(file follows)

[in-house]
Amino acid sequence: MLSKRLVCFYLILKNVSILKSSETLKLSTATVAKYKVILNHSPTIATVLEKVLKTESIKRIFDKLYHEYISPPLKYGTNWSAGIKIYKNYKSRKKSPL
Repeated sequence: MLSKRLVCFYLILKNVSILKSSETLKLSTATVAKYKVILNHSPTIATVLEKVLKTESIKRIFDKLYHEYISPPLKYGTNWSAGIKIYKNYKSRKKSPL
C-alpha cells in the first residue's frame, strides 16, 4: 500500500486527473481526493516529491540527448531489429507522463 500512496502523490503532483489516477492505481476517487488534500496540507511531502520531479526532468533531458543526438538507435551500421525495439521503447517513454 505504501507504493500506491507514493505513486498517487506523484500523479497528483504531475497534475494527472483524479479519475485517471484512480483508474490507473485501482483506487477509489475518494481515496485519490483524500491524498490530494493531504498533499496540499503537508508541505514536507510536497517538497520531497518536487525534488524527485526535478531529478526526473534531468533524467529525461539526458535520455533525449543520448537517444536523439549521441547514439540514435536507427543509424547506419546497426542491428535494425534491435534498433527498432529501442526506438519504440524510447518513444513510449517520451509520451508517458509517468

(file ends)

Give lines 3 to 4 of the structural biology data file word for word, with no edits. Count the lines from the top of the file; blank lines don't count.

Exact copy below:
Repeated sequence: MLSKRLVCFYLILKNVSILKSSETLKLSTATVAKYKVILNHSPTIATVLEKVLKTESIKRIFDKLYHEYISPPLKYGTNWSAGIKIYKNYKSRKKSPL
C-alpha cells in the first residue's frame, strides 16, 4: 500500500486527473481526493516529491540527448531489429507522463 500512496502523490503532483489516477492505481476517487488534500496540507511531502520531479526532468533531458543526438538507435551500421525495439521503447517513454 505504501507504493500506491507514493505513486498517487506523484500523479497528483504531475497534475494527472483524479479519475485517471484512480483508474490507473485501482483506487477509489475518494481515496485519490483524500491524498490530494493531504498533499496540499503537508508541505514536507510536497517538497520531497518536487525534488524527485526535478531529478526526473534531468533524467529525461539526458535520455533525449543520448537517444536523439549521441547514439540514435536507427543509424547506419546497426542491428535494425534491435534498433527498432529501442526506438519504440524510447518513444513510449517520451509520451508517458509517468